Long-listed for the Man Booker Prize last year, ‘The Last Hundred Days’ by Patrick McGuinness tells the story of a young British expat living in Romania at the time of the fall of Ceaucescu in 1989. Offered a job at a university, the unnamed narrator soon becomes embroiled in a web of corruption and betrayal. Loosely based on McGuinness’ own experiences, it is a shocking, sometimes brutal account of life under the shadow of a dictator and his rapid downfall. It is a story told with bleak authenticity.
I recently read ‘Snowdrops‘ by A. D. Miller which shares a number of similarities with ‘The Last Hundred Days’. Both are tautly-written thrillers about the collapse/aftermath of communism in eastern Europe told from the point of view of cynical British expats and both were nominated for the Booker Prize last year. I enjoyed ‘Snowdrops’ but I think I slightly preferred ‘The Last Hundred Days’ which I think was a bit meatier in terms of overall substance even though the plot itself was often quite sketchy. Interestingly, it was ‘Snowdrops’ which went on to be short-listed for the prize. I hope that ‘The Last Hundred Days’ wasn’t overlooked from the final shortlist purely because of its coincidental similarities with ‘Snowdrops’.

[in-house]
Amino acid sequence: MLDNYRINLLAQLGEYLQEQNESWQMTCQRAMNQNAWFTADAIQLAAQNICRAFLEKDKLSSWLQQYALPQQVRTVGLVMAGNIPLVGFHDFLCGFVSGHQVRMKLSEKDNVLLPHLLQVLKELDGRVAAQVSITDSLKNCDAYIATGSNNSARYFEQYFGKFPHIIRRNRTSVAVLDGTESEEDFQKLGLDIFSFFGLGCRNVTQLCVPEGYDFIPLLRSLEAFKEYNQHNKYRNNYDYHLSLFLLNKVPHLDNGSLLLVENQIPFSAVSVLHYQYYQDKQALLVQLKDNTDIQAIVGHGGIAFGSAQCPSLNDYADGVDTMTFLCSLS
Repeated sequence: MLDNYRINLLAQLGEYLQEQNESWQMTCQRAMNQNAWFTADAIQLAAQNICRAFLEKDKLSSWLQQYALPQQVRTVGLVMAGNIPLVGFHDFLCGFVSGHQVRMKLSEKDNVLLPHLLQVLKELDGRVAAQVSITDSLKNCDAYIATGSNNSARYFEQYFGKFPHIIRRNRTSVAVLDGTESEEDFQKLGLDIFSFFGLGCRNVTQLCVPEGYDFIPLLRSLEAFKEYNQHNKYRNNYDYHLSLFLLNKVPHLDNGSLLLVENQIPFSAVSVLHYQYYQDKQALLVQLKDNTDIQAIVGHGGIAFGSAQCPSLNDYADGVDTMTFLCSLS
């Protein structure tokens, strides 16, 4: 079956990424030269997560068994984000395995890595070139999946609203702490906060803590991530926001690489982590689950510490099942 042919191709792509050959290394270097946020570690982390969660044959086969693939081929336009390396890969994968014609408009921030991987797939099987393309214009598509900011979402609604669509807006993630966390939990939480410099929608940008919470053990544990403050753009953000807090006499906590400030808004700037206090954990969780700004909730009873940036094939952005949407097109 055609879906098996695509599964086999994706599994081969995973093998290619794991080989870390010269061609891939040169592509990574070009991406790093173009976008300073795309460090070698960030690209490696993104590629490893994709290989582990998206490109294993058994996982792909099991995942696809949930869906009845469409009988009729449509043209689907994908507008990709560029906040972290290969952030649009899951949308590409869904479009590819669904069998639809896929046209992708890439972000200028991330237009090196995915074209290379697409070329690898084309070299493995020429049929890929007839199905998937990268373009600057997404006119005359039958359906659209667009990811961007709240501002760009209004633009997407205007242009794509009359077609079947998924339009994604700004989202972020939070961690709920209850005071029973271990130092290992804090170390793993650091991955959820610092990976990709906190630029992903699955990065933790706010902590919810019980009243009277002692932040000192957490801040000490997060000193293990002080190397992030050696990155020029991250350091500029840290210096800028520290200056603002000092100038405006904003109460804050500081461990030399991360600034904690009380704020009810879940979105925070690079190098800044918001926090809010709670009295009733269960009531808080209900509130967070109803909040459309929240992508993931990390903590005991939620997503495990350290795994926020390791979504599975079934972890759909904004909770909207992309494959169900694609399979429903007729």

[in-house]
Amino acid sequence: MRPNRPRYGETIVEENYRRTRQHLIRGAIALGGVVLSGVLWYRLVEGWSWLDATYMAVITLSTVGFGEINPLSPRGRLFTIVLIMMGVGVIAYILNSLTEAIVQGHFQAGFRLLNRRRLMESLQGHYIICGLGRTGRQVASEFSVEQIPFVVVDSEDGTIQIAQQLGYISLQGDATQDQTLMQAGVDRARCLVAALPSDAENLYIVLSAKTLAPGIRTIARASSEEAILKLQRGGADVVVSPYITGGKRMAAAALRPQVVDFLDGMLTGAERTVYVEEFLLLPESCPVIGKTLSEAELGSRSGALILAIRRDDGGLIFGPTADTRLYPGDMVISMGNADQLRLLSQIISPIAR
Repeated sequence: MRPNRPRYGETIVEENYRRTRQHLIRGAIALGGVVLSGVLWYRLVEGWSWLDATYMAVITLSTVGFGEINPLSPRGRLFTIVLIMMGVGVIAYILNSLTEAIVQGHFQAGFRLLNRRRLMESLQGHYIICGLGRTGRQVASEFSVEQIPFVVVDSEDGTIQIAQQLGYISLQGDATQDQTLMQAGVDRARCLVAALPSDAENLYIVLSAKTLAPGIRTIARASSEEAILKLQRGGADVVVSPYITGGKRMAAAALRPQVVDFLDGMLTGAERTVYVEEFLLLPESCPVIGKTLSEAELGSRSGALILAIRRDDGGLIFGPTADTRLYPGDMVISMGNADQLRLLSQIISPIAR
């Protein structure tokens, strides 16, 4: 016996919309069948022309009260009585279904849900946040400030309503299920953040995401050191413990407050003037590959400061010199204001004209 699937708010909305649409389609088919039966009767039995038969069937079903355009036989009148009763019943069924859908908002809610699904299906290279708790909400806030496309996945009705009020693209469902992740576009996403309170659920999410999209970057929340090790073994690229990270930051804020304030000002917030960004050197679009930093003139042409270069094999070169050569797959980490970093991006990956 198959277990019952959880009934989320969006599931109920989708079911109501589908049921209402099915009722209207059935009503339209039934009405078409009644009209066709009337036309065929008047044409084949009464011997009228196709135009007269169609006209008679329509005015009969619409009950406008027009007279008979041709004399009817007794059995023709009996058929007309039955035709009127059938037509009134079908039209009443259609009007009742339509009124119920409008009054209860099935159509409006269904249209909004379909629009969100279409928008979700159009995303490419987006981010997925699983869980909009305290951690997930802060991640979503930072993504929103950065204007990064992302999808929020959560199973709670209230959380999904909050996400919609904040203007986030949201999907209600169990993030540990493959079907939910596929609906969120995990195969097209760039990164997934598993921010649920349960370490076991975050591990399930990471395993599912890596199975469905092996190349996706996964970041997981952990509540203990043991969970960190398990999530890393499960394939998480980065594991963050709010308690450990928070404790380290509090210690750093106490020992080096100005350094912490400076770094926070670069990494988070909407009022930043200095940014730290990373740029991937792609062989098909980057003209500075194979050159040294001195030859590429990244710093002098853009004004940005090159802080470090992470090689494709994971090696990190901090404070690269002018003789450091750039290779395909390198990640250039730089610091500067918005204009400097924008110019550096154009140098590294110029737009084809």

While I was aware of the personality cult of Ceausescu before I read this, the cold reality of day-to-day life in Romania was still shocking to read about even in the form of a fictional account especially considering that 1989 was not all that long ago. The fact that McGuinness is also a poet clearly shows in his writing which offers some real insight into the underworld of corruption and everyday life in Bucharest during a tumultuous period of history. The characters are vividly drawn if not always likeable. In particular, the subtle development of the narrator’s journey from initial detachment to total involvement in events is fascinating. An impressive debut all round.